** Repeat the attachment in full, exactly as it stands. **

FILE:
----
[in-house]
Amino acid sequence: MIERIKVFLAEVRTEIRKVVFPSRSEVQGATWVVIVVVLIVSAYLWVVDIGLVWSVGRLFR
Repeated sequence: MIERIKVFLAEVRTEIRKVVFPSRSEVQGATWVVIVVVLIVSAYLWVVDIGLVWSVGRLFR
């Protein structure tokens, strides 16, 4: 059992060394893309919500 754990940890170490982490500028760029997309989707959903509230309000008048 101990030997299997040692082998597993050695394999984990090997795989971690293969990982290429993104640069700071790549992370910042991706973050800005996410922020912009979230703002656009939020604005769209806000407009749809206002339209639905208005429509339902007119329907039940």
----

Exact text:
[in-house]
Amino acid sequence: MIERIKVFLAEVRTEIRKVVFPSRSEVQGATWVVIVVVLIVSAYLWVVDIGLVWSVGRLFR
Repeated sequence: MIERIKVFLAEVRTEIRKVVFPSRSEVQGATWVVIVVVLIVSAYLWVVDIGLVWSVGRLFR
């Protein structure tokens, strides 16, 4: 059992060394893309919500 754990940890170490982490500028760029997309989707959903509230309000008048 101990030997299997040692082998597993050695394999984990090997795989971690293969990982290429993104640069700071790549992370910042991706973050800005996410922020912009979230703002656009939020604005769209806000407009749809206002339209639905208005429509339902007119329907039940």